We're the people at the baseball game who are too busy flagging down the hot dog vendor or ooohing at the cute kids three rows in front of us to notice that our team is losing. Or even winning. Except that when the people around us cheer, we cheer. We usually have no idea why.

I have actually had conversations with friends and family about our sports ignorance, as I'm a planner and feel I should have contingencies in place should the nightmare situation come true. Our brother-in-law Micah has agreed to take on basketball, should Katie or Nate show an interest. My friend from Davey, Greg, agreed to golf. I haven't asked yet, but I bet Aunt Debbie would agree to swimming. And, more importantly, all of them could probably tutor R and me on the finer points of the sports.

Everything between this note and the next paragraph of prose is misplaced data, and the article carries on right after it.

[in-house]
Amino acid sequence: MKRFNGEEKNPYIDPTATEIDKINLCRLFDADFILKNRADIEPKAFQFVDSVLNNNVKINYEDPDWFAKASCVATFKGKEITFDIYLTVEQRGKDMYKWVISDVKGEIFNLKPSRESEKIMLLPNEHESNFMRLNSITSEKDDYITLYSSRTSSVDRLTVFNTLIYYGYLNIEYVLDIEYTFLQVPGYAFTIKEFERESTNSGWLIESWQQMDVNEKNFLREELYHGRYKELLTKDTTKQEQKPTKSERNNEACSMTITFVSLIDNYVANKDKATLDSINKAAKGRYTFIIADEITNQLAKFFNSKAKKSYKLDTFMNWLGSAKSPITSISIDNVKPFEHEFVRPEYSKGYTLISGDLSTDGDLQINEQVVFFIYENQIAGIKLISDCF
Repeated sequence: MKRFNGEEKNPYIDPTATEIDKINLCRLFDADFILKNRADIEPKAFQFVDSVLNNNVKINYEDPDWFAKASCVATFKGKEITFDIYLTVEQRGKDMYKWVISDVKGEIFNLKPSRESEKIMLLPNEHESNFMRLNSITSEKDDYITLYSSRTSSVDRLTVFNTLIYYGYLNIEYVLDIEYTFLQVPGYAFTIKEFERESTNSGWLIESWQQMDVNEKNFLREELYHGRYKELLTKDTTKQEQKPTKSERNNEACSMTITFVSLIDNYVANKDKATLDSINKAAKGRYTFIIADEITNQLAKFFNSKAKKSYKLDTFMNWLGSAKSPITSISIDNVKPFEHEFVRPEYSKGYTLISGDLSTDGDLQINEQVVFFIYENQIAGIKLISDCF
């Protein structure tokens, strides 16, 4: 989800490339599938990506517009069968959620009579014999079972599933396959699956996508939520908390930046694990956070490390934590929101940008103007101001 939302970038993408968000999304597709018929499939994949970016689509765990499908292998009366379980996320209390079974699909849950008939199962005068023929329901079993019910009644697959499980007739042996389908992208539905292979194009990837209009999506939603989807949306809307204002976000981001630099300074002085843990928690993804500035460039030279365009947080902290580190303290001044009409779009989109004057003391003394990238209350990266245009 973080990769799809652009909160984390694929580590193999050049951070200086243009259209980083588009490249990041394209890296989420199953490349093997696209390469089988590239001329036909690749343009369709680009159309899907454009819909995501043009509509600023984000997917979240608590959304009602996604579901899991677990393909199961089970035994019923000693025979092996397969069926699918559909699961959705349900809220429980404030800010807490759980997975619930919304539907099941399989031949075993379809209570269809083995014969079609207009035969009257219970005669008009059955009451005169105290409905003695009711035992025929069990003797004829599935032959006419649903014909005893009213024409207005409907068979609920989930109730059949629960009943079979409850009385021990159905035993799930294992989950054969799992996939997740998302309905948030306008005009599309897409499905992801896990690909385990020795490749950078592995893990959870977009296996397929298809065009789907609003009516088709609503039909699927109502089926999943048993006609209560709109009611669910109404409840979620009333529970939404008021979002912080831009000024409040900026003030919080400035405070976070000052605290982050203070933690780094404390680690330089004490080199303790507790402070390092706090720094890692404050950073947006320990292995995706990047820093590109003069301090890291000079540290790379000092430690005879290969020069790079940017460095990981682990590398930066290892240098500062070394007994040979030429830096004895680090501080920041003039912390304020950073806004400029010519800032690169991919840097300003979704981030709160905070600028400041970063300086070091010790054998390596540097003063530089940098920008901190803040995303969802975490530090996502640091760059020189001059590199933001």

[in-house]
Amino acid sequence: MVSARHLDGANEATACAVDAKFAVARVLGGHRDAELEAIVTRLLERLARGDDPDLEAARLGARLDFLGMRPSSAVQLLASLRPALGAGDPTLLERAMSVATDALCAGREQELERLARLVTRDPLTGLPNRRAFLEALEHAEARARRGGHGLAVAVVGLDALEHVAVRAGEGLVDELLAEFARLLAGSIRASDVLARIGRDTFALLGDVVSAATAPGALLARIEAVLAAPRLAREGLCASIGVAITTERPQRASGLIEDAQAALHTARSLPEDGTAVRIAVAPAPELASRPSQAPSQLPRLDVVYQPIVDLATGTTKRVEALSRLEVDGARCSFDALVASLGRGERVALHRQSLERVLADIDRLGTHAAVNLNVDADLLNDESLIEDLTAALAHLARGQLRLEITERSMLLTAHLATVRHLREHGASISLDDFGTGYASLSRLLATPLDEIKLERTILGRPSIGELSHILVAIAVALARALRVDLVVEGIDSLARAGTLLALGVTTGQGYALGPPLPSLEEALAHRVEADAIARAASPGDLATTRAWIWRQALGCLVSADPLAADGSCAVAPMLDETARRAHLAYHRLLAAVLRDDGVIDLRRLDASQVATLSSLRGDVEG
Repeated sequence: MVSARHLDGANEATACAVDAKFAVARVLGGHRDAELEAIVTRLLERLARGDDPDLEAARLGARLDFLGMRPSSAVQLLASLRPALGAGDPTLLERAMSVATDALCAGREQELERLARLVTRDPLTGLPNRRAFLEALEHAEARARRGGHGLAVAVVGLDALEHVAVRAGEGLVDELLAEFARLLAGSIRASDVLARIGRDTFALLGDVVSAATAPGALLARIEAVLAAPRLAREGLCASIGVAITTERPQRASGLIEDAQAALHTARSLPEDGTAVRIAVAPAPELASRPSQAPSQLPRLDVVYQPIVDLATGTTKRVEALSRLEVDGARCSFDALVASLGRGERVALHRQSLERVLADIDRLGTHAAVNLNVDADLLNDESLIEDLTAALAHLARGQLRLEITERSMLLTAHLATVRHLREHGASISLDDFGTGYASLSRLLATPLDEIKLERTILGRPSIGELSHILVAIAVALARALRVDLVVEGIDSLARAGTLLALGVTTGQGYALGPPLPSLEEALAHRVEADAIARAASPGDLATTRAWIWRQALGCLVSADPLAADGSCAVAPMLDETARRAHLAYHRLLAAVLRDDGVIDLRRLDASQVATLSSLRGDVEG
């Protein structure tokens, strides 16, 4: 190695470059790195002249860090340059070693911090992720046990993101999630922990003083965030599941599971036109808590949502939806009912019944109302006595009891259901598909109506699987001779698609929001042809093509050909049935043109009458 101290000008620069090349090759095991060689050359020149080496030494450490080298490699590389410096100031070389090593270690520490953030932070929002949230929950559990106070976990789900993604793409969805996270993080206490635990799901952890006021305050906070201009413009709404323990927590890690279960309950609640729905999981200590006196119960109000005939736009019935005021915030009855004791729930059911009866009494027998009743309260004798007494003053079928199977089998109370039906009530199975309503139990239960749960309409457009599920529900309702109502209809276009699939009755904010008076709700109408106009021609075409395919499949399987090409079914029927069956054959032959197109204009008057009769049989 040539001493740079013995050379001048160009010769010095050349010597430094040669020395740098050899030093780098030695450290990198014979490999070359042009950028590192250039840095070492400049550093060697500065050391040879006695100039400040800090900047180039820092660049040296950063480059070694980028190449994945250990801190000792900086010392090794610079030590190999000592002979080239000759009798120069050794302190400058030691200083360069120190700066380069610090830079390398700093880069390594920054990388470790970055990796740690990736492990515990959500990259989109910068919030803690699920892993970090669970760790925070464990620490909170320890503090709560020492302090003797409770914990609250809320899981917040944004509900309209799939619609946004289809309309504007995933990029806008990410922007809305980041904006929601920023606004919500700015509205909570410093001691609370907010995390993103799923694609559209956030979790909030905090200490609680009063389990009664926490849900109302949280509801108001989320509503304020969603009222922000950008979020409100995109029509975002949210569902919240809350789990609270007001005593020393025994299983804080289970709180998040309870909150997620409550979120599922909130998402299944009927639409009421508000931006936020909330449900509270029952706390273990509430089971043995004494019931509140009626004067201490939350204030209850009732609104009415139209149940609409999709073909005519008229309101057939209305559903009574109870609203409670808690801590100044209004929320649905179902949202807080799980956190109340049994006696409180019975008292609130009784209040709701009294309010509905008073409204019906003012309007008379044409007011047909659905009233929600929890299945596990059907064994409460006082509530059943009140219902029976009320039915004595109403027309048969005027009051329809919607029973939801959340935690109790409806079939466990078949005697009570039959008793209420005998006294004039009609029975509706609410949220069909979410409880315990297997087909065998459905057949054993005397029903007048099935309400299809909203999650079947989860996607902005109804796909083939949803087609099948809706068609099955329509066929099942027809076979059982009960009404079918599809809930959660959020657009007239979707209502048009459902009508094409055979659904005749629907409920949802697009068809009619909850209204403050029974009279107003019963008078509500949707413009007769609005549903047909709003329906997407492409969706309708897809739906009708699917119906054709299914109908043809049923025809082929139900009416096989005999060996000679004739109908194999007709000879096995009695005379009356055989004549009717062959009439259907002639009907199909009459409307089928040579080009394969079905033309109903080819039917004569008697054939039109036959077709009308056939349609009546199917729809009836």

I come by this honestly. My parents, God love them, were in the same unfortunate situation with me. My dad and mom were not as sports ignorant as me and actually watched sports on TV for something other than inducing sleep. But instead of basketball or tennis, subjects with which they were acquainted, I chose horseback riding.

My mom was terrified of horses. Hated them. (I made the mistake of giving her the reins of a horse once at a show. The horse started walking away. My mom, as only my mom could, walked with the horse, all the while squealing: "JENNY! HELP! THE HORSE IS MOVING!" It didn't occur to her to simply pull back on the reins to stop the horse.)

Nevertheless, she was at every single one of my horse shows, as was my dad, cheering me on and decorating our front door with my ribbons when I won. She told me later that she closed her eyes every time I jumped over a fence. Now that I have kids of my own, I understand why.

Anyway. I have to admit, up until this time, most of my worrying on the sports front has been aimed at Nate, who early on showed an interest in all things round. But at a recent playdate, it became clear that perhaps Katie should be the subject of my concern.

Ah, it all starts off so innocently...

5/11 Trip around town